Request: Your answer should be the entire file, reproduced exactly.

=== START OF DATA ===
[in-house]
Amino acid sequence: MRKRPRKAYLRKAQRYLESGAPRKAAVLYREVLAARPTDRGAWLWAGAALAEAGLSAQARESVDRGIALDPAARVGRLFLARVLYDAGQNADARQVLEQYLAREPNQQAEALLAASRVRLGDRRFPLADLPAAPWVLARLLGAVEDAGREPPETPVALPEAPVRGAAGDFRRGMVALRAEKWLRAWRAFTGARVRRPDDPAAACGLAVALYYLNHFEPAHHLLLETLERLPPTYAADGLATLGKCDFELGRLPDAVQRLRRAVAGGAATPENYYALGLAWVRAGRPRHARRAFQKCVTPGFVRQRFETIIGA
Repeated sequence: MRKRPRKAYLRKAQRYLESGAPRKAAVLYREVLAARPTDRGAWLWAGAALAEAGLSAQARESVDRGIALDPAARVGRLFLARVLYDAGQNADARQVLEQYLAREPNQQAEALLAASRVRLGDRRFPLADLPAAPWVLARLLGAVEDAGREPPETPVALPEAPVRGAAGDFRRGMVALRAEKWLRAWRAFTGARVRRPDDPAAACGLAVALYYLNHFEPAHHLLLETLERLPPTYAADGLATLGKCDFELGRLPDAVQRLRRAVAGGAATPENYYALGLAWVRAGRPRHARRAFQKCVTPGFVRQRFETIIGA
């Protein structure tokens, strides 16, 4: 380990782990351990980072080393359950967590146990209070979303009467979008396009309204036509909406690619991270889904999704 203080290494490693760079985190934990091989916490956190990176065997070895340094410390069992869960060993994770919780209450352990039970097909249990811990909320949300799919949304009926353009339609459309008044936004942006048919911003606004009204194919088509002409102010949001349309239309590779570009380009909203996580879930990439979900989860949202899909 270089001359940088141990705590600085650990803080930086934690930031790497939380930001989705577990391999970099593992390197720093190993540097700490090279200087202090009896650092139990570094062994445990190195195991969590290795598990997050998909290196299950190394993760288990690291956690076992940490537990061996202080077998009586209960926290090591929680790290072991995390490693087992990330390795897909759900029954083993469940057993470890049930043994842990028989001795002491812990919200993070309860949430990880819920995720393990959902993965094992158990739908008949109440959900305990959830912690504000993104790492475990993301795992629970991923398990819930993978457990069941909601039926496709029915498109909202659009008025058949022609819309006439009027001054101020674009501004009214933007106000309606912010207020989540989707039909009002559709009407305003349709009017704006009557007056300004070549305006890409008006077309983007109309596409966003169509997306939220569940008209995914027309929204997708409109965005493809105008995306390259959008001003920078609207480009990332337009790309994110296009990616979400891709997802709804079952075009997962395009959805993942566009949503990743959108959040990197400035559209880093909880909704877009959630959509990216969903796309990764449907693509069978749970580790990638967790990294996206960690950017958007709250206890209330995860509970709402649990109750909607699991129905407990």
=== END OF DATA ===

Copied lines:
[in-house]
Amino acid sequence: MRKRPRKAYLRKAQRYLESGAPRKAAVLYREVLAARPTDRGAWLWAGAALAEAGLSAQARESVDRGIALDPAARVGRLFLARVLYDAGQNADARQVLEQYLAREPNQQAEALLAASRVRLGDRRFPLADLPAAPWVLARLLGAVEDAGREPPETPVALPEAPVRGAAGDFRRGMVALRAEKWLRAWRAFTGARVRRPDDPAAACGLAVALYYLNHFEPAHHLLLETLERLPPTYAADGLATLGKCDFELGRLPDAVQRLRRAVAGGAATPENYYALGLAWVRAGRPRHARRAFQKCVTPGFVRQRFETIIGA
Repeated sequence: MRKRPRKAYLRKAQRYLESGAPRKAAVLYREVLAARPTDRGAWLWAGAALAEAGLSAQARESVDRGIALDPAARVGRLFLARVLYDAGQNADARQVLEQYLAREPNQQAEALLAASRVRLGDRRFPLADLPAAPWVLARLLGAVEDAGREPPETPVALPEAPVRGAAGDFRRGMVALRAEKWLRAWRAFTGARVRRPDDPAAACGLAVALYYLNHFEPAHHLLLETLERLPPTYAADGLATLGKCDFELGRLPDAVQRLRRAVAGGAATPENYYALGLAWVRAGRPRHARRAFQKCVTPGFVRQRFETIIGA
């Protein structure tokens, strides 16, 4: 380990782990351990980072080393359950967590146990209070979303009467979008396009309204036509909406690619991270889904999704 203080290494490693760079985190934990091989916490956190990176065997070895340094410390069992869960060993994770919780209450352990039970097909249990811990909320949300799919949304009926353009339609459309008044936004942006048919911003606004009204194919088509002409102010949001349309239309590779570009380009909203996580879930990439979900989860949202899909 270089001359940088141990705590600085650990803080930086934690930031790497939380930001989705577990391999970099593992390197720093190993540097700490090279200087202090009896650092139990570094062994445990190195195991969590290795598990997050998909290196299950190394993760288990690291956690076992940490537990061996202080077998009586209960926290090591929680790290072991995390490693087992990330390795897909759900029954083993469940057993470890049930043994842990028989001795002491812990919200993070309860949430990880819920995720393990959902993965094992158990739908008949109440959900305990959830912690504000993104790492475990993301795992629970991923398990819930993978457990069941909601039926496709029915498109909202659009008025058949022609819309006439009027001054101020674009501004009214933007106000309606912010207020989540989707039909009002559709009407305003349709009017704006009557007056300004070549305006890409008006077309983007109309596409966003169509997306939220569940008209995914027309929204997708409109965005493809105008995306390259959008001003920078609207480009990332337009790309994110296009990616979400891709997802709804079952075009997962395009959805993942566009949503990743959108959040990197400035559209880093909880909704877009959630959509990216969903796309990764449907693509069978749970580790990638967790990294996206960690950017958007709250206890209330995860509970709402649990109750909607699991129905407990």